Considering that employment has been growing considerably in IT, particularly compared to general employment, and that salaries are at the high end of the spectrum, it is a mystery to me why schools have not been able to attract more graduates in this field in the past few years.
I recently looked into Computing Research News' annual "Taulbee Survey," which counts each year how many undergraduates have declared computer science as their major. The latest results show that the numbers, which had started to gradually climb up in the past two years, slowed down a bit in 2010. Some 14,426 undergraduates in the United States declared computer science/computer engineering as their major for 2010-2011. This is down 1.9% from 2009, and 2009 was already well off the peak of a few years ago.
In light of this data, it appears that the labor supply for computer science and computer engineering graduates will remain tight for sometime to come. The chart below shows the actual number of computer science graduates from 1966-2008 on the left axis with the number of computer science/computer engineering-declared majors, adjusted forward for four years to reflect the length of an undergraduate degree, on the right axis. As you can see, the sharp drop-off earlier reported in computer science enrollments has started to play out in terms of current production of computer science graduates and the production of computer science BA graduates is still not accelerating at the desired levels (click chart to enlarge).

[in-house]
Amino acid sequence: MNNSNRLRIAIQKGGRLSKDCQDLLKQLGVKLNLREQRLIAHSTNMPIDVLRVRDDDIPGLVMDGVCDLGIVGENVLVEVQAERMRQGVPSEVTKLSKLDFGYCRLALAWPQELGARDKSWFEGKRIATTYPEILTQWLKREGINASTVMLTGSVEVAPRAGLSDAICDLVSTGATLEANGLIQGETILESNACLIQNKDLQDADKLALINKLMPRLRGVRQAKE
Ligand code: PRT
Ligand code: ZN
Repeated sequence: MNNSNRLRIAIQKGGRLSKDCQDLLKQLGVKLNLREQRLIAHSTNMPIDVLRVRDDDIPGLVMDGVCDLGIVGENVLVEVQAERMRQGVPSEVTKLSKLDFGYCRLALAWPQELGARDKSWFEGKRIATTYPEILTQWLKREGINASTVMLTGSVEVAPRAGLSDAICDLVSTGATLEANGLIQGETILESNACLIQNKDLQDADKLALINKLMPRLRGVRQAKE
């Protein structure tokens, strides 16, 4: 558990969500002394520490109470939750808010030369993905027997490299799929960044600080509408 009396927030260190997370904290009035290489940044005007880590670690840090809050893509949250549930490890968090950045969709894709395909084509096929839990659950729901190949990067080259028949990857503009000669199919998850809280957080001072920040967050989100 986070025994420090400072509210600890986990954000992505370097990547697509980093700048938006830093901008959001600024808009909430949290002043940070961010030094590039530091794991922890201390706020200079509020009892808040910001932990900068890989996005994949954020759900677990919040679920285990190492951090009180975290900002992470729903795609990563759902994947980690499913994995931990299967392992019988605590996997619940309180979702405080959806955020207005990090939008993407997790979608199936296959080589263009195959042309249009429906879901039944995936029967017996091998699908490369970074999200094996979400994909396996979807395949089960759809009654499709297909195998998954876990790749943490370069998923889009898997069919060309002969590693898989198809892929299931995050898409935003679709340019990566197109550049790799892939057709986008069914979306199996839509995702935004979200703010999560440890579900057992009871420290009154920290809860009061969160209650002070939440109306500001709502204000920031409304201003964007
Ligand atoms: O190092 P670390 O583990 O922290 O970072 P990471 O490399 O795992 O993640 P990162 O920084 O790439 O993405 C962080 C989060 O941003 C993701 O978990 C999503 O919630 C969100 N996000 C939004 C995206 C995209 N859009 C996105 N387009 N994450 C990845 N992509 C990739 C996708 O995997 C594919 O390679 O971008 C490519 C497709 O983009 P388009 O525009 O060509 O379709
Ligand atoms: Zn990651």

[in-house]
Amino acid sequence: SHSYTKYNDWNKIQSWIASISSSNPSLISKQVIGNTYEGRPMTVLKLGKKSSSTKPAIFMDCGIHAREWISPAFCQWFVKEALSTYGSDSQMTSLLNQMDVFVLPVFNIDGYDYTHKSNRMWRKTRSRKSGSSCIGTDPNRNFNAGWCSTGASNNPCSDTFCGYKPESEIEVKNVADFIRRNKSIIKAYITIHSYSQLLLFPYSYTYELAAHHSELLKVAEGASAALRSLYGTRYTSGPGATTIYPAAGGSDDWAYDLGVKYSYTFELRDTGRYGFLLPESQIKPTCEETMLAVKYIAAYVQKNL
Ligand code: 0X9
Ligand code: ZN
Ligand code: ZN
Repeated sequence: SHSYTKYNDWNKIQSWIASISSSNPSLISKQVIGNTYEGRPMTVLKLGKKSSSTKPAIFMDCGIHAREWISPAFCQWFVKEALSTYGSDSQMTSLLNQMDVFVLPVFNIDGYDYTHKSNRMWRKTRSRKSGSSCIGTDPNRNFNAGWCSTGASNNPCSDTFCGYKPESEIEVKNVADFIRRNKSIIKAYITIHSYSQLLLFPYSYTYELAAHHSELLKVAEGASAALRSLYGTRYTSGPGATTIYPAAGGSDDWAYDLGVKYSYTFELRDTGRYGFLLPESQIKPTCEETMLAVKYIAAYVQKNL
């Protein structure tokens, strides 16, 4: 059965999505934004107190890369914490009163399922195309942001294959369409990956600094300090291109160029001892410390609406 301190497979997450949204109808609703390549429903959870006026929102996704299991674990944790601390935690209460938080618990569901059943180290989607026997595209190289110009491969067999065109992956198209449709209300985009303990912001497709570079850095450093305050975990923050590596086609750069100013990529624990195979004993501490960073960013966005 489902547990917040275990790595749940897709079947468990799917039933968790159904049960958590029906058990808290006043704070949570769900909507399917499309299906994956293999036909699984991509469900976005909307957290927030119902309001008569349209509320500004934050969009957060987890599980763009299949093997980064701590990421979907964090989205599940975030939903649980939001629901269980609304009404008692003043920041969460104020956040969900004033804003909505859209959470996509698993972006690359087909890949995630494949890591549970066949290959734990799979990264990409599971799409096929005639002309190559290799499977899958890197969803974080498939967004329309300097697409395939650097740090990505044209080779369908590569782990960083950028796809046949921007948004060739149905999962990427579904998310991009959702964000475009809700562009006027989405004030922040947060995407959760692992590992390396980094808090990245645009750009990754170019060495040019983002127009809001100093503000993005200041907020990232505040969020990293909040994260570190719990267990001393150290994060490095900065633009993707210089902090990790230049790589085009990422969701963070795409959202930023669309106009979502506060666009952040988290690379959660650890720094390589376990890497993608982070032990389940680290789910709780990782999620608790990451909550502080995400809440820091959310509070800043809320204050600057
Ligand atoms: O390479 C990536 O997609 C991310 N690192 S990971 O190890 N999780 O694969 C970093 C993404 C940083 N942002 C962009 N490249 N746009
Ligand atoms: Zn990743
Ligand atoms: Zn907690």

Sources: Tabulated by National Science Foundation/Division of Science Resources Statistics (NSF/SRS); data from Department of Education/National Center for Education Statistics: Integrated Postsecondary Education Data System Completions Survey and NSF/SR.
In the past when I have talked to the Stuart Zweben, the chair of the Computing Research Association survey committee, he mentioned that computer science lost its charm in the early 2000s. Not only was the 2001 recession led by information technology, there were also fears about those jobs being sent overseas. However, we know now that not all jobs are destined to be shipped off half way across the world. Moreover, IT came out relatively unscathed from the current recession and demand has remained strong. So why is it that an education in computer science is still not "cool"?
Let me expound my point a bit more. Over the past several years, total computer and math employment has grown at a rate roughly five times that of total U.S. employment. From 1999 through 2010, computer and math employment rose a cumulative 25.3%, whereas total employment has declined 0.1%. Even during 2009 and 2010, employment was down by just 0.1% and 0.6% y/y, respectively. Now, how's that for cool?
Source: Bureau of Labor Statistics